U.S. Supreme Court Commissioner v. Tellier, 383 U.S. 687 (1966)
Commissioner v. Tellier
Argued January 27, 1966
Decided March 24, 1966
383 U.S. 687
CERTIORARI TO THE UNITED STATES COURT OF APPEALS
FOR THE SECOND CIRCUIT
Respondent securities dealer was tried and found guilty of violating the Securities Act of 1933, the mail fraud statute, and of conspiring to violate those statutes. His conviction was affirmed on appeal. He claimed a deduction on his income tax return for legal fees incurred in defending the prosecution. Although the Commissioner conceded that the fees were ordinary and necessary expenses of the respondent's securities business within the meaning of 26 U.S.C. §162(a), and therefore deductible under the literal requirements of that section, he disallowed the deduction on the ground of public policy. The Tax Court sustained his position, but was reversed by the Court of Appeals.
1. The federal income tax is a tax on net income, and is not a sanction against wrongdoing. P. 383 U. S. 691 .
2. Deductions of expenses encompassed by §162(a), in the absence of specific legislation, are disallowed only where their allowance would severely and immediately frustrate sharply defined national or state policies proscribing particular forms of conduct. Pp. 383 U. S. 693 -694.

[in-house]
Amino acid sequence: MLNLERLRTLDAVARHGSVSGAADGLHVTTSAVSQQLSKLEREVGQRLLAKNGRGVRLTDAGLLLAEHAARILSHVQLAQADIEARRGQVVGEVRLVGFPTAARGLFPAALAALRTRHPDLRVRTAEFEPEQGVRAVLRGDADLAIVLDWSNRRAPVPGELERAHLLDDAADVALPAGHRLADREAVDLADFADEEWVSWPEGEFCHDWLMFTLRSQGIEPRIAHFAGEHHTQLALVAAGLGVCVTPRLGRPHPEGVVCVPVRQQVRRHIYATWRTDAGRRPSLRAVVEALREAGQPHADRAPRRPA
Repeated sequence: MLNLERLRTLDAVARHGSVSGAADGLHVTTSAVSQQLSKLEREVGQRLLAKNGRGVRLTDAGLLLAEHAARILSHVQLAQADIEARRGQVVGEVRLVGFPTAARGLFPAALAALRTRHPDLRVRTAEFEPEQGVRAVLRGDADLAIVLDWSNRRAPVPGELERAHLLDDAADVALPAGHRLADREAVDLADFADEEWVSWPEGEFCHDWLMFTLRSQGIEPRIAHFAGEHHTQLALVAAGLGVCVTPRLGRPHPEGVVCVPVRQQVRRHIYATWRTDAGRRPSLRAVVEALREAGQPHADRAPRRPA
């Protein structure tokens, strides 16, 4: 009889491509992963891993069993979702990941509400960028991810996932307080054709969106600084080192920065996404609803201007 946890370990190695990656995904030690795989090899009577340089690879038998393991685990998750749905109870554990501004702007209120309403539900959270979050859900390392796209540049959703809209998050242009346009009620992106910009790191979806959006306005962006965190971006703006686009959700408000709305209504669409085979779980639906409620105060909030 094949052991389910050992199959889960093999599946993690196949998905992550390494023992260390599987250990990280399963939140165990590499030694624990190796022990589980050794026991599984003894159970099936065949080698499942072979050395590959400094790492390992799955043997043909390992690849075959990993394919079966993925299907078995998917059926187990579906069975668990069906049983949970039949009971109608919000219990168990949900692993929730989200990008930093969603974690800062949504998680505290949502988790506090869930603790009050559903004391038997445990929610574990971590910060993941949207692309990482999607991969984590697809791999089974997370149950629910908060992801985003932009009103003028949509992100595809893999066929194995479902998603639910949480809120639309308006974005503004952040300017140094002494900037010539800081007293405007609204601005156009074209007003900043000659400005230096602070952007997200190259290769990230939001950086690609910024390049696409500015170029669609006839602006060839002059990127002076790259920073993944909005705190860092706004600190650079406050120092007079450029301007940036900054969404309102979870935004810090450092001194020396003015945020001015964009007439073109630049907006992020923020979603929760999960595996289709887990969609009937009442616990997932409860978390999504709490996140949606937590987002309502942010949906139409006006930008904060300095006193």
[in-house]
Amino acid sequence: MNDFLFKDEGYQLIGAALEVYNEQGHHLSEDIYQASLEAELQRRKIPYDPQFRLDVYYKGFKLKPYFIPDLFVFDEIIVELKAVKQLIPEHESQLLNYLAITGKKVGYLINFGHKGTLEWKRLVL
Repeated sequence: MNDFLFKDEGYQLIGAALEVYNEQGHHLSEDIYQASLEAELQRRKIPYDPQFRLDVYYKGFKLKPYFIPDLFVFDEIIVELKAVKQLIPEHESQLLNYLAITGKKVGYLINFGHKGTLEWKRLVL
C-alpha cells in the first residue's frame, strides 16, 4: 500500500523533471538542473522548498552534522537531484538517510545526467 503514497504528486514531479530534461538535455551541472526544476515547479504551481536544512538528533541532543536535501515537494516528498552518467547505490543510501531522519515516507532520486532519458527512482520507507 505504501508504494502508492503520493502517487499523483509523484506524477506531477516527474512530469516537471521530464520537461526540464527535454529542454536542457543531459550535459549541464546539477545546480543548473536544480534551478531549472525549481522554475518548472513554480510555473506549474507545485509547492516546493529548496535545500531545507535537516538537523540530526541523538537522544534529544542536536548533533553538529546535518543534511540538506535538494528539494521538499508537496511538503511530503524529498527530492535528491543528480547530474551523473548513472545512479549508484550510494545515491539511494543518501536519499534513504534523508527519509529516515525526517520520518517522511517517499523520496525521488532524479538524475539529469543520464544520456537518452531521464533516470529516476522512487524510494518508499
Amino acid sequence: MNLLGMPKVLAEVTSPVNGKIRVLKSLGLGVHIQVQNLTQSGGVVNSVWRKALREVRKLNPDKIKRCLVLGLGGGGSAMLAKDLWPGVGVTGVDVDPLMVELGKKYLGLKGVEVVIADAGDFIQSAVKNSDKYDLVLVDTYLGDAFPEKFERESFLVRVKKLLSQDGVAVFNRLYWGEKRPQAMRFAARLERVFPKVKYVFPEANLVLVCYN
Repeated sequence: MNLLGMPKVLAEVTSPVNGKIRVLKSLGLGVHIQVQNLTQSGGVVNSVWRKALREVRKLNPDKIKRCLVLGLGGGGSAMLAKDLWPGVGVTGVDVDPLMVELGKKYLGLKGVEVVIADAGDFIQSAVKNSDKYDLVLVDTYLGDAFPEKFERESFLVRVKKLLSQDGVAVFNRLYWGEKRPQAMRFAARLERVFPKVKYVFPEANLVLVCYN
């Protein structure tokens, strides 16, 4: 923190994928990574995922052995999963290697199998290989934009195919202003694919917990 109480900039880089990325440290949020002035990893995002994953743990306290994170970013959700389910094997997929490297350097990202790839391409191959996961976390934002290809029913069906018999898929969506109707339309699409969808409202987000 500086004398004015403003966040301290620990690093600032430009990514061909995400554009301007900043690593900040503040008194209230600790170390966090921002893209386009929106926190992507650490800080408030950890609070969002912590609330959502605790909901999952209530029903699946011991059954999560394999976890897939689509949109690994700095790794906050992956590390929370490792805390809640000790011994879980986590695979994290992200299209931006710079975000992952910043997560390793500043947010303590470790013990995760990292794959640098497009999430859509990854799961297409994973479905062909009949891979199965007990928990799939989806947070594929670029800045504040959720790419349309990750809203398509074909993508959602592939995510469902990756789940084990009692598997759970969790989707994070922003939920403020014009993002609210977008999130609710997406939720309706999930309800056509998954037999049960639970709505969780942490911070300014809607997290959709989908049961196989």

3. Where, as here, an accused exercises his constitutional right to employ counsel to defend against criminal charges, there is no offense to public policy, and deduction of the expenses of his defense is proper. Pp. 383 U. S. 694 -695.
342 F.2d 690, affirmed.
MR. JUSTICE STEWART delivered the opinion of the Court.
The question presented in this case is whether expenses incurred by a taxpayer in the unsuccessful defense of a criminal prosecution may qualify for deduction from taxable income under § 162(a) of the Internal Revenue Code of 1954, which allows a deduction of "all the ordinary and necessary expenses paid or incurred during the taxable year in carrying on any trade or business. . . ." [ Footnote 1 ] The respondent Walter F. Tellier was engaged in the business of underwriting the public sale of stock offerings and purchasing securities for resale to customers. In 1956, he was brought to trial upon a 36-count indictment that charged him with violating the fraud section of the Securities Act of 1933 [ Footnote 2 ] and the mail fraud statute, [ Footnote 3 ] and with conspiring to violate those statutes. [ Footnote 4 ] He was found guilty on all counts, and was sentenced to pay an $18,000 fine and to serve four and a half years in prison. The judgment of conviction was affirmed on appeal. [ Footnote 5 ] In his unsuccessful defense of this criminal prosecution, the respondent incurred and paid $22,964.20 in legal expenses in 1956. He claimed a deduction for that amount on his federal income tax return for that year. The Commissioner disallowed the deduction, and was sustained by the Tax Court. T.C.Memo. 1963-212, 22 CCH Tax Ct.Mem. 1062. The Court of Appeals for the Second Circuit reversed in a unanimous en banc decision, 342 F.2d 690, and we granted certiorari. 382